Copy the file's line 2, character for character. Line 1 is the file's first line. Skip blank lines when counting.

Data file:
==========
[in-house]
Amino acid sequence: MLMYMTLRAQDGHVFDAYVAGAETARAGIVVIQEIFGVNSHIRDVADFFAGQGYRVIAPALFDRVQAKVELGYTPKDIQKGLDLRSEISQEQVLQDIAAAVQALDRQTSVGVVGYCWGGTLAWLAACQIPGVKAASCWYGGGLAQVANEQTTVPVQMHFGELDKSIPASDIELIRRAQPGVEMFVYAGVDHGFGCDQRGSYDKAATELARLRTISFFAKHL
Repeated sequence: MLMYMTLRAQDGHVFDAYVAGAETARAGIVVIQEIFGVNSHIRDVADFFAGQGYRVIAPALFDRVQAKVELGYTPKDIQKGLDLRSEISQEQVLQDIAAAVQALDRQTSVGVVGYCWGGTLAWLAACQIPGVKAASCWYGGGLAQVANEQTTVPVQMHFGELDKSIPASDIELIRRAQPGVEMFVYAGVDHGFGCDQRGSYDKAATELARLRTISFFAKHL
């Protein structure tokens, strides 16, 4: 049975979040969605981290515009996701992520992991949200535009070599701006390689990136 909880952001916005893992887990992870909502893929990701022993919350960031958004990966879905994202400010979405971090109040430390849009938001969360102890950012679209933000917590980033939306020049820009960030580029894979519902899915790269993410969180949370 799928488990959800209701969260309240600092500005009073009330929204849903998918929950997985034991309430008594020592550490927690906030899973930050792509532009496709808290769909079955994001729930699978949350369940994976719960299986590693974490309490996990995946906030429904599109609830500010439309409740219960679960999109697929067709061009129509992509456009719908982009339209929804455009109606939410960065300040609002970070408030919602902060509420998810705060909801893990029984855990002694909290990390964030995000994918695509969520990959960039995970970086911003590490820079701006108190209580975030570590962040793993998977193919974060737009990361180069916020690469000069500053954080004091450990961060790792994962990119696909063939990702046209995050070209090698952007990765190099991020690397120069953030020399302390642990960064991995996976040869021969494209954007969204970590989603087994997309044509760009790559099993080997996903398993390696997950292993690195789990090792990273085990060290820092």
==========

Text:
Amino acid sequence: MLMYMTLRAQDGHVFDAYVAGAETARAGIVVIQEIFGVNSHIRDVADFFAGQGYRVIAPALFDRVQAKVELGYTPKDIQKGLDLRSEISQEQVLQDIAAAVQALDRQTSVGVVGYCWGGTLAWLAACQIPGVKAASCWYGGGLAQVANEQTTVPVQMHFGELDKSIPASDIELIRRAQPGVEMFVYAGVDHGFGCDQRGSYDKAATELARLRTISFFAKHL